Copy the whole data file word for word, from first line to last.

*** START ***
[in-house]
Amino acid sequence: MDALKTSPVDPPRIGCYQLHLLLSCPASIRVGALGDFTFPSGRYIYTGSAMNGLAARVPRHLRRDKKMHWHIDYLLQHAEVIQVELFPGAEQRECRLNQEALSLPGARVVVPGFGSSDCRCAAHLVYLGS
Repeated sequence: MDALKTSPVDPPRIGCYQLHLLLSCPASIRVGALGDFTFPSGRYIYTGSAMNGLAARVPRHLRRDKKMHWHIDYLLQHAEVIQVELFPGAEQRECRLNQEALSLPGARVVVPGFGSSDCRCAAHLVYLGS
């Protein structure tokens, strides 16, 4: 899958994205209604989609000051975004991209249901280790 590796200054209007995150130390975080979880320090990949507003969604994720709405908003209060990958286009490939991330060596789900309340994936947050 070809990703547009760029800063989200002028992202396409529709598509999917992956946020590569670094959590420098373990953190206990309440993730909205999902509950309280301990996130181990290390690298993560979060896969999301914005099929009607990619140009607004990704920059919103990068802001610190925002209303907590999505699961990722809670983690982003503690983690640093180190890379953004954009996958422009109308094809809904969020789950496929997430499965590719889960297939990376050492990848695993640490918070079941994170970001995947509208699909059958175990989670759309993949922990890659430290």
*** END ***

[in-house]
Amino acid sequence: MDALKTSPVDPPRIGCYQLHLLLSCPASIRVGALGDFTFPSGRYIYTGSAMNGLAARVPRHLRRDKKMHWHIDYLLQHAEVIQVELFPGAEQRECRLNQEALSLPGARVVVPGFGSSDCRCAAHLVYLGS
Repeated sequence: MDALKTSPVDPPRIGCYQLHLLLSCPASIRVGALGDFTFPSGRYIYTGSAMNGLAARVPRHLRRDKKMHWHIDYLLQHAEVIQVELFPGAEQRECRLNQEALSLPGARVVVPGFGSSDCRCAAHLVYLGS
């Protein structure tokens, strides 16, 4: 899958994205209604989609000051975004991209249901280790 590796200054209007995150130390975080979880320090990949507003969604994720709405908003209060990958286009490939991330060596789900309340994936947050 070809990703547009760029800063989200002028992202396409529709598509999917992956946020590569670094959590420098373990953190206990309440993730909205999902509950309280301990996130181990290390690298993560979060896969999301914005099929009607990619140009607004990704920059919103990068802001610190925002209303907590999505699961990722809670983690982003503690983690640093180190890379953004954009996958422009109308094809809904969020789950496929997430499965590719889960297939990376050492990848695993640490918070079941994170970001995947509208699909059958175990989670759309993949922990890659430290």